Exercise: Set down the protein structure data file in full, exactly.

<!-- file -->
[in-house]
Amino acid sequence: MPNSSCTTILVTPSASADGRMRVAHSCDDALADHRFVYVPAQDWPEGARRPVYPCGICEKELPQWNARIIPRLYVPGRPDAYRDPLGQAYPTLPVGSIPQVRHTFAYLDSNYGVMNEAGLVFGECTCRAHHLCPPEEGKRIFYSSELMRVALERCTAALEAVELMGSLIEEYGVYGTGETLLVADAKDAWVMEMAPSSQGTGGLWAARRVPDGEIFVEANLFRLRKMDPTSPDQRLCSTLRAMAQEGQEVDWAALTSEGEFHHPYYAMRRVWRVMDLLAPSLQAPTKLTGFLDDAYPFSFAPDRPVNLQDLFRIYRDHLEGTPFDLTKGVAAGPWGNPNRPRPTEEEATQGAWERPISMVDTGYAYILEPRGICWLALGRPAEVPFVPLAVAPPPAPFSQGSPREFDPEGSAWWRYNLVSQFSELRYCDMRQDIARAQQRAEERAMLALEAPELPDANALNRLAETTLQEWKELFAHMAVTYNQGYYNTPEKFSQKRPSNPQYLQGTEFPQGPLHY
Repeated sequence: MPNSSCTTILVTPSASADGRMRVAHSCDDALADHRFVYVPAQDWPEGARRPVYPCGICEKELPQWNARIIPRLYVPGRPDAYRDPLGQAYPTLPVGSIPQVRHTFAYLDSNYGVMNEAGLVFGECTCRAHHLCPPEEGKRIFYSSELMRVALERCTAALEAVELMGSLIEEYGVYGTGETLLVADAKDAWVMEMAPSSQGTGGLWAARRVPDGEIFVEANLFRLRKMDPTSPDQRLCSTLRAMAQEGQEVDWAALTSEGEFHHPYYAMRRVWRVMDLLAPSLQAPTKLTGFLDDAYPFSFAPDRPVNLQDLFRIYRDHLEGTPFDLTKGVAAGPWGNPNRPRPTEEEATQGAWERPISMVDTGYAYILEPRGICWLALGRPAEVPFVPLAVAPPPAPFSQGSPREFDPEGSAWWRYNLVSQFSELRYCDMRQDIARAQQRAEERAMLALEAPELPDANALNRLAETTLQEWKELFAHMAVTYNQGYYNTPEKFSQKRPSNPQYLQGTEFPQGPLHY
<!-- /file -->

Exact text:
[in-house]
Amino acid sequence: MPNSSCTTILVTPSASADGRMRVAHSCDDALADHRFVYVPAQDWPEGARRPVYPCGICEKELPQWNARIIPRLYVPGRPDAYRDPLGQAYPTLPVGSIPQVRHTFAYLDSNYGVMNEAGLVFGECTCRAHHLCPPEEGKRIFYSSELMRVALERCTAALEAVELMGSLIEEYGVYGTGETLLVADAKDAWVMEMAPSSQGTGGLWAARRVPDGEIFVEANLFRLRKMDPTSPDQRLCSTLRAMAQEGQEVDWAALTSEGEFHHPYYAMRRVWRVMDLLAPSLQAPTKLTGFLDDAYPFSFAPDRPVNLQDLFRIYRDHLEGTPFDLTKGVAAGPWGNPNRPRPTEEEATQGAWERPISMVDTGYAYILEPRGICWLALGRPAEVPFVPLAVAPPPAPFSQGSPREFDPEGSAWWRYNLVSQFSELRYCDMRQDIARAQQRAEERAMLALEAPELPDANALNRLAETTLQEWKELFAHMAVTYNQGYYNTPEKFSQKRPSNPQYLQGTEFPQGPLHY
Repeated sequence: MPNSSCTTILVTPSASADGRMRVAHSCDDALADHRFVYVPAQDWPEGARRPVYPCGICEKELPQWNARIIPRLYVPGRPDAYRDPLGQAYPTLPVGSIPQVRHTFAYLDSNYGVMNEAGLVFGECTCRAHHLCPPEEGKRIFYSSELMRVALERCTAALEAVELMGSLIEEYGVYGTGETLLVADAKDAWVMEMAPSSQGTGGLWAARRVPDGEIFVEANLFRLRKMDPTSPDQRLCSTLRAMAQEGQEVDWAALTSEGEFHHPYYAMRRVWRVMDLLAPSLQAPTKLTGFLDDAYPFSFAPDRPVNLQDLFRIYRDHLEGTPFDLTKGVAAGPWGNPNRPRPTEEEATQGAWERPISMVDTGYAYILEPRGICWLALGRPAEVPFVPLAVAPPPAPFSQGSPREFDPEGSAWWRYNLVSQFSELRYCDMRQDIARAQQRAEERAMLALEAPELPDANALNRLAETTLQEWKELFAHMAVTYNQGYYNTPEKFSQKRPSNPQYLQGTEFPQGPLHY